# Modern Coding Theory

 Instructor Ruediger Urbanke Office INR 116 Phone +4121 6937692 Email [email protected] Office Hours By appointment Teaching Assistant Amin (Troublemaker) Karbasi Phone Office Email Office Hours 24/7 Lectures Wednesday 13:15 – 15:00 Exercises Wednesday 15:15 – 17:00 Room INR 113

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### Special Announcements

This course is a one semester doctoral school course given once every two years. We are concerned exclusively with iterative coding systems. If you are interested in classical algebraic coding we highly recommend the course by Prof. Amin Shokrollahi.

### Objectives

Iterative methods have fundamentally changed coding, and more generally, communications in the last 10 years. We are interested in the basic principles underlying iterative coding. We will learn what makes a system perform well and how to determine its fundamental limitations? Contrary to classical coding, which is based mainly on abstract algebra, the analysis of iterative coding systems is heavily based on methods from graph theory, the probabilistic method, and ideas from statistical physics. An important objective of this course is to convey some of these fundamental tools.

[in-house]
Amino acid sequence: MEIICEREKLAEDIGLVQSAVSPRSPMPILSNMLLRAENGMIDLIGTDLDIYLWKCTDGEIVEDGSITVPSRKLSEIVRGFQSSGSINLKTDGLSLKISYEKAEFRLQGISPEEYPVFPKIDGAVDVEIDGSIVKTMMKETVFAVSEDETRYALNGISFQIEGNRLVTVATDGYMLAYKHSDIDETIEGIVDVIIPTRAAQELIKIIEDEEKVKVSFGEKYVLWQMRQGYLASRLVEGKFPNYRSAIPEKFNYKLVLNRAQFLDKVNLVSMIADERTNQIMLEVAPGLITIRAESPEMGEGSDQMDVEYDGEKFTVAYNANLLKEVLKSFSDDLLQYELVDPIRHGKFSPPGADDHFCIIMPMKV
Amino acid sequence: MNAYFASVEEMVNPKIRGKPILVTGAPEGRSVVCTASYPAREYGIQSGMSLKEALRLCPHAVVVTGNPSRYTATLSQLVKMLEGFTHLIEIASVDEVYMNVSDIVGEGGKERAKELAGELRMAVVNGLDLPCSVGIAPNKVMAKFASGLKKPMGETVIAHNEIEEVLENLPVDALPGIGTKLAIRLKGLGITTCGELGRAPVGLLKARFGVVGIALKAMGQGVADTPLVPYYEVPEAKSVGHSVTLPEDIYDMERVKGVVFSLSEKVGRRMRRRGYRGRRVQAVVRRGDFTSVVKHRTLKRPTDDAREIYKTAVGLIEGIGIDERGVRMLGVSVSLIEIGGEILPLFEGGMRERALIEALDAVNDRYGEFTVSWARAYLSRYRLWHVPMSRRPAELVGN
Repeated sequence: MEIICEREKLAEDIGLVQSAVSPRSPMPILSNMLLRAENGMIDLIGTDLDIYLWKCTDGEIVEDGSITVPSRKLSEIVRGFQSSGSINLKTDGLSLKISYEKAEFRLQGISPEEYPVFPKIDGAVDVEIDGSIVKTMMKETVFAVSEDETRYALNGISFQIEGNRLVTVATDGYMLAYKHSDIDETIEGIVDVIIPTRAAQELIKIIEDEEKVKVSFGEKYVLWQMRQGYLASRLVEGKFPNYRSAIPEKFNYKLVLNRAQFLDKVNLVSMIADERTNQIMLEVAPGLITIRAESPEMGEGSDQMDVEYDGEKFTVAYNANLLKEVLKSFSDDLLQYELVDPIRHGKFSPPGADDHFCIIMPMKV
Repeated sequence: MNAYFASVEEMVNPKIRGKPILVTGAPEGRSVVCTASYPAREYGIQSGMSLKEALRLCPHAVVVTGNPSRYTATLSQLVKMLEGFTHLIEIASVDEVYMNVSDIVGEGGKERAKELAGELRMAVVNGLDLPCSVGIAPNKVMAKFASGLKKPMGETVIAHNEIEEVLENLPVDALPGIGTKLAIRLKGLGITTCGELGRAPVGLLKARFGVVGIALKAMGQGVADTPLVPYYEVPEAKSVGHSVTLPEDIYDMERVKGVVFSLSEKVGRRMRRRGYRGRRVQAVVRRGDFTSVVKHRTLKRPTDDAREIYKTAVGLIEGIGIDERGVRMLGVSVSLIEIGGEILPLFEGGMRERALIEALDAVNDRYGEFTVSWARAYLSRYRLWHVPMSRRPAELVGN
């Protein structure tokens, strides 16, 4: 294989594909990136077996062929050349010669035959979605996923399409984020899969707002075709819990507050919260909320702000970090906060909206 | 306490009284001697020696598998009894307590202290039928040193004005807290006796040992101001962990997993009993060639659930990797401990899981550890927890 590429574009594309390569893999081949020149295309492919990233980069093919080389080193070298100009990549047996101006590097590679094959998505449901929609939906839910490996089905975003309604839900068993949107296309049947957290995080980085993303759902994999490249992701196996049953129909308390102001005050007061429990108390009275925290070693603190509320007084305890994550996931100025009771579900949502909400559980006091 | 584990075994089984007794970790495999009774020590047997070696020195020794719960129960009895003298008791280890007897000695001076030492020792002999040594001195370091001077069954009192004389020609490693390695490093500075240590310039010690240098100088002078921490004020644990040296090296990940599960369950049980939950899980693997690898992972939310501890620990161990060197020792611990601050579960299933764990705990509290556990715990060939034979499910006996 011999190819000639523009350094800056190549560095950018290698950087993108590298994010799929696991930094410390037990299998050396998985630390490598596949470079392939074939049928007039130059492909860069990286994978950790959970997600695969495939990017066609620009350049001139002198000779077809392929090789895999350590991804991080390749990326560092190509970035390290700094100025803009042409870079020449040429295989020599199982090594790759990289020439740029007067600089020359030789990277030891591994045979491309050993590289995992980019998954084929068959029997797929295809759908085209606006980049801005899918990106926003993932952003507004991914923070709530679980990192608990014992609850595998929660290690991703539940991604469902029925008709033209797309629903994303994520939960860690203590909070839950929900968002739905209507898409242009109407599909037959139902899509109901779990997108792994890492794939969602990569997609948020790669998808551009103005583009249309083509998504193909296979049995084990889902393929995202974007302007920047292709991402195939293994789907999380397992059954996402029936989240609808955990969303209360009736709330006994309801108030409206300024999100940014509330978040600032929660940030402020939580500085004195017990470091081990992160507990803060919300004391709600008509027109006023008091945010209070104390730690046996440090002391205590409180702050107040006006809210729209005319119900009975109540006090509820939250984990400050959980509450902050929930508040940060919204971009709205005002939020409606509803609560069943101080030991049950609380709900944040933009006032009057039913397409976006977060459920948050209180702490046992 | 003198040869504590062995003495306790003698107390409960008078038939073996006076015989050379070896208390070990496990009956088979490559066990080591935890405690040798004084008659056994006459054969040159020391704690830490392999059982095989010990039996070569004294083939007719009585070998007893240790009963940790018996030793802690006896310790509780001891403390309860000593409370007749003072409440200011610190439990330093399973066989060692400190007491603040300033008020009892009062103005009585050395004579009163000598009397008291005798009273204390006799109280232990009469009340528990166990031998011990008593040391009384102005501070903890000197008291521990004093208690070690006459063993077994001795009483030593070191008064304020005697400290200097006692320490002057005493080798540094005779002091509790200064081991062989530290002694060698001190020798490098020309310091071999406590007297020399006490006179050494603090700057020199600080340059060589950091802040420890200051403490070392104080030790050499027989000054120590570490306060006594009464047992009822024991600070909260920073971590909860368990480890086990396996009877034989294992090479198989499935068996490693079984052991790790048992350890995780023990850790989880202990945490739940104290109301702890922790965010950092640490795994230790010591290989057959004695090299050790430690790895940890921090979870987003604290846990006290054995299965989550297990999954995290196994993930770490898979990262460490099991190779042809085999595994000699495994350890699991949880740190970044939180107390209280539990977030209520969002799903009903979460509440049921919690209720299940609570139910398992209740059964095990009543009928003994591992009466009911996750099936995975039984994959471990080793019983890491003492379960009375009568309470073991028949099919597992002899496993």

handout4.pdf

### Detailed Schedule

Date Topic Assignment Due Date Remarks
Feb 20 Why you are all already world experts on iterative coding. (inspired by A. Montanari) read Introduction; problems 1.1, 1.2, 1.6, 1.8 Mar 5
Feb 27 Factor Graphs HW2 Mar 12 Chapter 2
Mar 5 sum-product versus min-sum, LDPC ensemble; how many small cycles are there in an average graph HW3 Mar 19
Mar 12 how to prove convergence to Poisson distribution; weight distribution; Hayman approximation no homework Mar 26
Mar 19 belief propagation for the BEC; all-one codeword assumption; computation graph; HW4 Apr 9 Chapter 3
Apr 2 BEC: density evolution; irregular ensembles; tresholds; stability; capacity achieving ensembles problems 3.2, 3.3, 3.4, 3.6, 3.20 Apr 16 Chapter 3
Apr 9 BMS channels; message-passing decoders; all-one codeword assumption; density evolution for Gallager A, threshold; density evolution for BP HW6 Apr 23 Chapter 4
Apr 16 expander codes and the flipping algorithm HW7 Apr 30 Chapter 8
Apr 23 density evolution for BP; threshold; stability; optimization of degree distributions no homework
April 30 duality rule, extremes of information combining, symmetry of distributions for BMS channels, basic properties of density evolution no homework
April 30 LP decoding and pseudocodewords no homework
May 14 Wormald method and scaling laws HW8 May 28 Chapter 3 and Appendix C
May 21 MAP versus BP; Azuma inequality and some applications 3.21, 3.31, C.5 June 4th Section 3.20, Appendix C
May 28 rateless codes
June 2 Take Home Exam June 9th at noon

### Figures

[If you are a teacher and would like to receive the solutions manual, just mail me.]

mctfig.pdf

TBD